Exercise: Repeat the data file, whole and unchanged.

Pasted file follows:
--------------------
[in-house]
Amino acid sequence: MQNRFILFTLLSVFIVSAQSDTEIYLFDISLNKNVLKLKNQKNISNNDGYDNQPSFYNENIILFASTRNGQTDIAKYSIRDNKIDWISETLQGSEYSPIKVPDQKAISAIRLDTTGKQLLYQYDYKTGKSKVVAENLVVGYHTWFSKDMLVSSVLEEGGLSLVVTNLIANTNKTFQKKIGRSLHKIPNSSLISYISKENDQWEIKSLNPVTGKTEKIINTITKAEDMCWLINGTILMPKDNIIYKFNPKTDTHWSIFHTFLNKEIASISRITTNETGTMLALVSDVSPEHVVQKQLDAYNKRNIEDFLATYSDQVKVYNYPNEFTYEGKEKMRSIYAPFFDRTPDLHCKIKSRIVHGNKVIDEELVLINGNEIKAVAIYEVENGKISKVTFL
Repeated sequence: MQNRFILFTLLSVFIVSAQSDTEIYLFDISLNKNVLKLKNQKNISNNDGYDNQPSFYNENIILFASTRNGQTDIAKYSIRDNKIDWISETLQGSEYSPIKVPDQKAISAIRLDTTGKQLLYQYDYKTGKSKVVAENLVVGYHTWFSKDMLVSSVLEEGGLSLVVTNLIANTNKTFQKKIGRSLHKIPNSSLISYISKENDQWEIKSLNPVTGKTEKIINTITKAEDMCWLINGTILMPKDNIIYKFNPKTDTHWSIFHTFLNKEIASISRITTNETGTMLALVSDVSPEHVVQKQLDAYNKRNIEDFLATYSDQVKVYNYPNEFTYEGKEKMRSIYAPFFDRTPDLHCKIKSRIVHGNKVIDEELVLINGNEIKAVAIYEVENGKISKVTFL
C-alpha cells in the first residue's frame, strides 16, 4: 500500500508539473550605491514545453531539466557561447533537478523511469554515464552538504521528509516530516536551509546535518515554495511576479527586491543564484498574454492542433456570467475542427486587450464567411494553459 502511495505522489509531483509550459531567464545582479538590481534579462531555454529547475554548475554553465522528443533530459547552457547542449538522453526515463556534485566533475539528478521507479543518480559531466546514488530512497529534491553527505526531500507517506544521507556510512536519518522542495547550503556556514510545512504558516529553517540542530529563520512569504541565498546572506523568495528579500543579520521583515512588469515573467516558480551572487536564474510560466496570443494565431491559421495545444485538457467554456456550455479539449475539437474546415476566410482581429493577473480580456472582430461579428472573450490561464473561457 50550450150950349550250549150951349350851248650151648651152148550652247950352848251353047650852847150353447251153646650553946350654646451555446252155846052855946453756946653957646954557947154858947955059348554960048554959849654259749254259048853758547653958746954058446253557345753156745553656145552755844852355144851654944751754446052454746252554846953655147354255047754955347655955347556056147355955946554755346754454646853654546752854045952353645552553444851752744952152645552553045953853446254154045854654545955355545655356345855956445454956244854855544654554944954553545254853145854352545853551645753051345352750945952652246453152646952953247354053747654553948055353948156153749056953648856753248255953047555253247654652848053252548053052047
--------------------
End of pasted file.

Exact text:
[in-house]
Amino acid sequence: MQNRFILFTLLSVFIVSAQSDTEIYLFDISLNKNVLKLKNQKNISNNDGYDNQPSFYNENIILFASTRNGQTDIAKYSIRDNKIDWISETLQGSEYSPIKVPDQKAISAIRLDTTGKQLLYQYDYKTGKSKVVAENLVVGYHTWFSKDMLVSSVLEEGGLSLVVTNLIANTNKTFQKKIGRSLHKIPNSSLISYISKENDQWEIKSLNPVTGKTEKIINTITKAEDMCWLINGTILMPKDNIIYKFNPKTDTHWSIFHTFLNKEIASISRITTNETGTMLALVSDVSPEHVVQKQLDAYNKRNIEDFLATYSDQVKVYNYPNEFTYEGKEKMRSIYAPFFDRTPDLHCKIKSRIVHGNKVIDEELVLINGNEIKAVAIYEVENGKISKVTFL
Repeated sequence: MQNRFILFTLLSVFIVSAQSDTEIYLFDISLNKNVLKLKNQKNISNNDGYDNQPSFYNENIILFASTRNGQTDIAKYSIRDNKIDWISETLQGSEYSPIKVPDQKAISAIRLDTTGKQLLYQYDYKTGKSKVVAENLVVGYHTWFSKDMLVSSVLEEGGLSLVVTNLIANTNKTFQKKIGRSLHKIPNSSLISYISKENDQWEIKSLNPVTGKTEKIINTITKAEDMCWLINGTILMPKDNIIYKFNPKTDTHWSIFHTFLNKEIASISRITTNETGTMLALVSDVSPEHVVQKQLDAYNKRNIEDFLATYSDQVKVYNYPNEFTYEGKEKMRSIYAPFFDRTPDLHCKIKSRIVHGNKVIDEELVLINGNEIKAVAIYEVENGKISKVTFL
C-alpha cells in the first residue's frame, strides 16, 4: 500500500508539473550605491514545453531539466557561447533537478523511469554515464552538504521528509516530516536551509546535518515554495511576479527586491543564484498574454492542433456570467475542427486587450464567411494553459 502511495505522489509531483509550459531567464545582479538590481534579462531555454529547475554548475554553465522528443533530459547552457547542449538522453526515463556534485566533475539528478521507479543518480559531466546514488530512497529534491553527505526531500507517506544521507556510512536519518522542495547550503556556514510545512504558516529553517540542530529563520512569504541565498546572506523568495528579500543579520521583515512588469515573467516558480551572487536564474510560466496570443494565431491559421495545444485538457467554456456550455479539449475539437474546415476566410482581429493577473480580456472582430461579428472573450490561464473561457 50550450150950349550250549150951349350851248650151648651152148550652247950352848251353047650852847150353447251153646650553946350654646451555446252155846052855946453756946653957646954557947154858947955059348554960048554959849654259749254259048853758547653958746954058446253557345753156745553656145552755844852355144851654944751754446052454746252554846953655147354255047754955347655955347556056147355955946554755346754454646853654546752854045952353645552553444851752744952152645552553045953853446254154045854654545955355545655356345855956445454956244854855544654554944954553545254853145854352545853551645753051345352750945952652246453152646952953247354053747654553948055353948156153749056953648856753248255953047555253247654652848053252548053052047